“They ship you across the Irish Sea and let others deal with your mistake. Even though you know you are doing the right thing, you are still ashamed. I don’t think that is right.”

‘Life didn’t matter’

The members of the assembly also heard from two women who discovered their babies had life-limiting conditions.

One woman discovered her female baby had a complete extra set of chromosomes which was fatal. The doctor informed her that the baby girl was not likely to live past 16 to 17 weeks in the womb, but she did not die.

She said she was forced to carry the baby despite the fact that it was not likely to live. “They (the doctors) told me that as long as there was a heartbeat, they couldn’t induce me. They made me feel like my life didn’t matter, that my life was the same as my unviable baby.

“I felt that going ahead with the pregnancy was putting my life at risk and it wasn’t going to change the outcome.”

She said her health started to deteriorate and she decided late in the pregnancy to go to Liverpool.

She expressed anger at having to do this. “Not all pregnancies will have a happy ending. Women will have to end their pregnancies.”

‘So perfect and imperfect’

A fifth mother said her baby had been diagnosed in the womb with anencephaly, a condition incompatible with life. She was told that the child might be born alive, but would certainly die a short time afterwards.

She was told by a doctor that she could end her son’s life by an injection through the heart.

She knew he was going to die, but she said she had a choice as to whether he would live or not until he was born and she chose to carry him to term.

When he was born, he was “so beautiful and so vulnerable, so perfect and imperfect”.

She told the assembly that she and her husband had been grateful that she allowed him to be born. “I get so upset when I hear mothers like myself being ‘forced’ to carry our babies to term and that babies like this are the reasons we need abortion in Ireland. ”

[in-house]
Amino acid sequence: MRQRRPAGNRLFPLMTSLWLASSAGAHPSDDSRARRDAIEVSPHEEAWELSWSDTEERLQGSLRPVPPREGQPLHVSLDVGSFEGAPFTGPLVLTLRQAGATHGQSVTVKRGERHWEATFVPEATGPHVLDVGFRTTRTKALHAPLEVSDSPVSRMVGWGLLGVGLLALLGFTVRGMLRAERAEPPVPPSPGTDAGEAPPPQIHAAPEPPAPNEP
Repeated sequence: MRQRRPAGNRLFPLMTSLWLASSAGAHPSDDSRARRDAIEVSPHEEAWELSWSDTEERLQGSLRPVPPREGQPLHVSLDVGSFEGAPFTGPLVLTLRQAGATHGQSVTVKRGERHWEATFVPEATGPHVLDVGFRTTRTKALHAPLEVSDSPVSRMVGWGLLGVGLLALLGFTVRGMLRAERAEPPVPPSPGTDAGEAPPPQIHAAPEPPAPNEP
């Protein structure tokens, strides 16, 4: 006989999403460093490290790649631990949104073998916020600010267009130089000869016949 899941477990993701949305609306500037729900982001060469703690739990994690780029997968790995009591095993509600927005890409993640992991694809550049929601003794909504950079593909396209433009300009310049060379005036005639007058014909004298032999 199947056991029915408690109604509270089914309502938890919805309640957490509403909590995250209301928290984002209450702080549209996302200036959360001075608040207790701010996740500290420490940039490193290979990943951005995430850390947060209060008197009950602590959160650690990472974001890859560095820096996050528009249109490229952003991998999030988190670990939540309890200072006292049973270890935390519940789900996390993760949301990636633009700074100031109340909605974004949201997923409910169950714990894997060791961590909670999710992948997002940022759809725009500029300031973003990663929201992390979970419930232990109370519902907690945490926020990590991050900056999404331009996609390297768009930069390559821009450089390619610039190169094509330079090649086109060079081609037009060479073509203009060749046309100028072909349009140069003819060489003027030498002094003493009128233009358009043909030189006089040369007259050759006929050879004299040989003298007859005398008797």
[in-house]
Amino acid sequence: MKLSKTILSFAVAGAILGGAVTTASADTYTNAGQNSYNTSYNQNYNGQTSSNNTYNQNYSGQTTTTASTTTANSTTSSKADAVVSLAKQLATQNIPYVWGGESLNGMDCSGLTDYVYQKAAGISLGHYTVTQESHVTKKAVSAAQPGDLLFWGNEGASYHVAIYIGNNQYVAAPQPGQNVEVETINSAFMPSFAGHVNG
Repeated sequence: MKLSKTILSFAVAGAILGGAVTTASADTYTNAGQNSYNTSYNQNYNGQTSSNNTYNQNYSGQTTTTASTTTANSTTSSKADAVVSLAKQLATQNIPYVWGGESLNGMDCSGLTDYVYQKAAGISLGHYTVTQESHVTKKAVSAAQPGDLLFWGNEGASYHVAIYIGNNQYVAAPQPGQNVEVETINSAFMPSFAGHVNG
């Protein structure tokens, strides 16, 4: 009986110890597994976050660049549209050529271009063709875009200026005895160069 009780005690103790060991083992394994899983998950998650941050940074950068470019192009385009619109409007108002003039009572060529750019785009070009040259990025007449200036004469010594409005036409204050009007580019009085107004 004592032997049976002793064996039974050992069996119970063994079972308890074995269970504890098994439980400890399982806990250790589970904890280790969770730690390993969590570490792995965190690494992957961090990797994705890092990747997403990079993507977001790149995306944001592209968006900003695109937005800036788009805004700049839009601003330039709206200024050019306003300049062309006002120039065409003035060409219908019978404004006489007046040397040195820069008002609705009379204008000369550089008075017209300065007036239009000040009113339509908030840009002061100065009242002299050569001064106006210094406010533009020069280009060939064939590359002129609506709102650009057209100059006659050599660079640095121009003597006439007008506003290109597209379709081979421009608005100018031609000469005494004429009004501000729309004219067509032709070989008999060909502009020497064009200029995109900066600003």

The last woman who gave testimony got pregnant in 1999 at the age of 20. She and her boyfriend were using contraception. When the condom broke she had to go to Belfast for the morning after pill, but still got pregnant.

She was distressed and contemplated an abortion but decided against it. She was told in a counselling situation that if she had an abortion she might face 14 years in jail.

“The damage had been done by that conversation with the counsellor,” she said. “A seed had been sown. I was worried somebody would say something to the guards. In that fear I made a decision to continue on the pregnancy.”

Her mother told her that if she had an abortion, she would not support her.

She gave birth to a son and spoke of how while her friends were travelling the world she was looking for housing as a single mother. It changed the trajectory of her life. She left college and started working at minimum wage jobs. All her choices became “really limited”.

She told the assembly she was glad she kept her son, but felt angry that the choice of an abortion was not available to her at the time. “Living with the consequence of it (the pregnancy) was forced upon me.”

“All sense of dignity went out the window. The foundation document of our Proclamation was cherish all of the children of the State equally. I didn’t feel cherished.

“I was totally and utterly othered by the Constitution and the legal system.”